The U.S. economy picked up steam throughout 2014, and the S&P 500 Index racked up another double-digit gain following 2013’s 30% advance. The economic forecast was reasonable. Though a call for another double-digit advance might have seemed a bit of a stretch, solid market fundamentals remained in place throughout the year.
We also received exciting news about SRI in 2014. Sustainable, responsible, impact investing (SRI) assets have expanded 76 percent in two years: from $3.74 trillion at the start of 2012 to $6.57 trillion at the start of 2014, according to the US SIF Foundation’s latest biennial survey, the Report on US Sustainable, Responsible and Impact Investing Trends 2014.
As a result, assets managed with SRI strategies now account for more than one out of every six dollars under professional management in the United States!
The fossil free investment campaign also picked up steam in 2014, with more and more investors electing to divest their portfolios from investments in fossil fuel companies. While one of the rationales for the movement has been that climate change imperatives will make oil a much less profitable investment in the future, few could have predicted the outright collapse in oil prices during the year. We began the year near $100 per barrel and ended just north of $50 per barrel. When and where oil will stabilize is anyone’s guess, but the decline in crude is responsible for the 10% drop in the S&P Energy sector. It was the worst performing of the 10 industry groups that make up the S&P 500 Index.
Although the S&P 500 as a whole and the NASDAQ mirrored the continued improvement in the U.S. economy, other market sectors, particularly those outside the U.S., faired much less well, as the chart indicates:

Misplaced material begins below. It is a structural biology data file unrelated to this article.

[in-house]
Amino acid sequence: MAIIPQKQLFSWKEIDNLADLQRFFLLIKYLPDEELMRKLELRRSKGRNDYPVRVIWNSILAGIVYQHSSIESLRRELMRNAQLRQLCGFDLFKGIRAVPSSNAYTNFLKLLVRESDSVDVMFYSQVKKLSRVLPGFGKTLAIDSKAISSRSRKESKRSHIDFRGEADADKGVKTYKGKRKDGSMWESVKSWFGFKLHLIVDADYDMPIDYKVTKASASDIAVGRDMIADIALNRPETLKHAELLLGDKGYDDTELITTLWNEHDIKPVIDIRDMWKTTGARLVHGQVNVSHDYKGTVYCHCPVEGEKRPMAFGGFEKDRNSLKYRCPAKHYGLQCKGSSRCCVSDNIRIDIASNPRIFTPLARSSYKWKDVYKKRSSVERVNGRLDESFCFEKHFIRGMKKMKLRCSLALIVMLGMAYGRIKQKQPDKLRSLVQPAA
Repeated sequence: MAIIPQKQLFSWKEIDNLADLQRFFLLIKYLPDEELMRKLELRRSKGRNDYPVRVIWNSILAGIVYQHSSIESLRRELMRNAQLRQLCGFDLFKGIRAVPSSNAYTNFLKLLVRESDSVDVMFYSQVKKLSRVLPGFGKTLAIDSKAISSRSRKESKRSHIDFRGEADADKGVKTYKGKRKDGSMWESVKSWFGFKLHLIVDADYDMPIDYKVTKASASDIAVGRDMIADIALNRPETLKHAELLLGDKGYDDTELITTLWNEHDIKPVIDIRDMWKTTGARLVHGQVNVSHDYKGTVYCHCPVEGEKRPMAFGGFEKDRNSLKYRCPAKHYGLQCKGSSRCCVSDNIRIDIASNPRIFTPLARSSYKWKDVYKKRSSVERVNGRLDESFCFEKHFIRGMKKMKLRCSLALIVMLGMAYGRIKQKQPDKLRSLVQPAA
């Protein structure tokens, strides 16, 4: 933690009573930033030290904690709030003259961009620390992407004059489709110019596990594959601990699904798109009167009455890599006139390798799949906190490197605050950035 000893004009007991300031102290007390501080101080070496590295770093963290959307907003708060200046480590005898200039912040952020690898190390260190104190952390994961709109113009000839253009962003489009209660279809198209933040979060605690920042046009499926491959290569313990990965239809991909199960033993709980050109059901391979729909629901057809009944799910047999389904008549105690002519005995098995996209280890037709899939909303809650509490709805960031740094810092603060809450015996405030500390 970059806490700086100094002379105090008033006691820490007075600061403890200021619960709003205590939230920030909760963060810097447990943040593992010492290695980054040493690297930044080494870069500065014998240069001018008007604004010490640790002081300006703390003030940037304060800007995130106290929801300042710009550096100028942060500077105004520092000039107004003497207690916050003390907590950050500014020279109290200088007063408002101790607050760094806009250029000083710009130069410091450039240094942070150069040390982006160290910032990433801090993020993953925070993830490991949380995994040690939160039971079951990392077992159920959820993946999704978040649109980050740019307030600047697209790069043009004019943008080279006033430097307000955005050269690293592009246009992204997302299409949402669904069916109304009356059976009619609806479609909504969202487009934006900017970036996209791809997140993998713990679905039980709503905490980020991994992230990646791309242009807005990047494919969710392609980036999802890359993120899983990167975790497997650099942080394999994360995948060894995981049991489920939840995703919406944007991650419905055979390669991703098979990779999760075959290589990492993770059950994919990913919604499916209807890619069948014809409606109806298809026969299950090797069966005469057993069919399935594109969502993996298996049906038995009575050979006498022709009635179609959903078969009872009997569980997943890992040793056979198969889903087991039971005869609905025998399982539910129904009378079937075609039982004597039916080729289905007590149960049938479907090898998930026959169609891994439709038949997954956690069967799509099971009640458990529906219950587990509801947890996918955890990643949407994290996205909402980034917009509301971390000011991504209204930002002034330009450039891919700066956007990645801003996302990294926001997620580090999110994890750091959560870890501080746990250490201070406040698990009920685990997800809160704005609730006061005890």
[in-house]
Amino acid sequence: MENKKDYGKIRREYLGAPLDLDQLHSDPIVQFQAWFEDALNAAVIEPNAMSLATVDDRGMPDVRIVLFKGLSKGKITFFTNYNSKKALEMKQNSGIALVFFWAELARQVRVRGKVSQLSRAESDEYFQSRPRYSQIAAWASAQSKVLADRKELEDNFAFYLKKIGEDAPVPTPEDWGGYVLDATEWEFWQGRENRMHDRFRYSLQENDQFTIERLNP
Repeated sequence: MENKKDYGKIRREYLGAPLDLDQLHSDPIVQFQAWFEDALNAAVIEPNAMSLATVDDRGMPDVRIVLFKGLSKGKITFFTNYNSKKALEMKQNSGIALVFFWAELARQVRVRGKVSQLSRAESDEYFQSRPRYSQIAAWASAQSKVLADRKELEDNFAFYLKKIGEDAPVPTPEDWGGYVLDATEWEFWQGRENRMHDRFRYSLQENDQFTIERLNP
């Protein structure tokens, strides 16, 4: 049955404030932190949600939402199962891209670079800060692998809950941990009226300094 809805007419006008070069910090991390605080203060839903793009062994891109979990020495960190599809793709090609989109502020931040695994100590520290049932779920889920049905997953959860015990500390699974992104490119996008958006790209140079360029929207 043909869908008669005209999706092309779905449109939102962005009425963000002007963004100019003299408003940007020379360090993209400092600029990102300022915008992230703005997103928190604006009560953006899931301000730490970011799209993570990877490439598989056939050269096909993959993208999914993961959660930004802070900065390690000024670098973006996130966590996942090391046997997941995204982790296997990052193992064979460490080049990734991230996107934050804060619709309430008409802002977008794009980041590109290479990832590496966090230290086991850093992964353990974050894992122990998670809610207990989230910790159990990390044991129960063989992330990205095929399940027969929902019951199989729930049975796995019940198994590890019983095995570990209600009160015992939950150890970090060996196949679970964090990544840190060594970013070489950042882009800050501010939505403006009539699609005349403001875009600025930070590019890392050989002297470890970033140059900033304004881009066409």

There were times this past year when we hit a patch of volatility. But the fundamentals quickly re-asserted themselves, driving stocks to new highs. These included:
- Acceleration in domestic economic activity, which led a pickup in earnings growth. S&P 500 earnings improved from a modest increase of 5.6% in Q1 to a solid 10.3% by Q3, according to Thomson Reuters.
- A pledge by the Fed to keep short-term interest rates at rock bottom levels for a “considerable time.” Low interest rates improve the competitive advantage for stocks.
- Stock buybacks by corporations continue to rise. According to S&P Dow Jones Indices, combined dividend and buyback expenditures set a new record of $892.66 billion for the 12 months ended September 30, with stock repurchases representing 62% of the total. Stock buybacks reflect confidence as well as real demand for shares.
Jeremy Siegel, Professor of Finance at the highly respected Wharton School of Business and well-known market commentator, projected this time last year the Dow Jones industrials would hit 18,000 by the end of 2014; the index cracked that milestone on December 23. But although his recent analysis has seemed spot on, it’s fair to point out that Siegel was relatively bullish on stocks as part of a panel discussion that was published by Business Week in May 2000.
This highlights why First Affirmative always preaches diversification between and among asset classes. No one has a crystal ball. This has already been a historically long bull market, and one can never accurately foresee the unexpected events that may derail the most thoughtful forecasts.
A sneak peek at 2015
The fundamentals that have fueled equity gains in recent years remain in place. Even as the Fed ended its controversial bond-buying program last October, the fed funds rate is expected to remain at historically low levels through at least the end of 2015 and possibly beyond.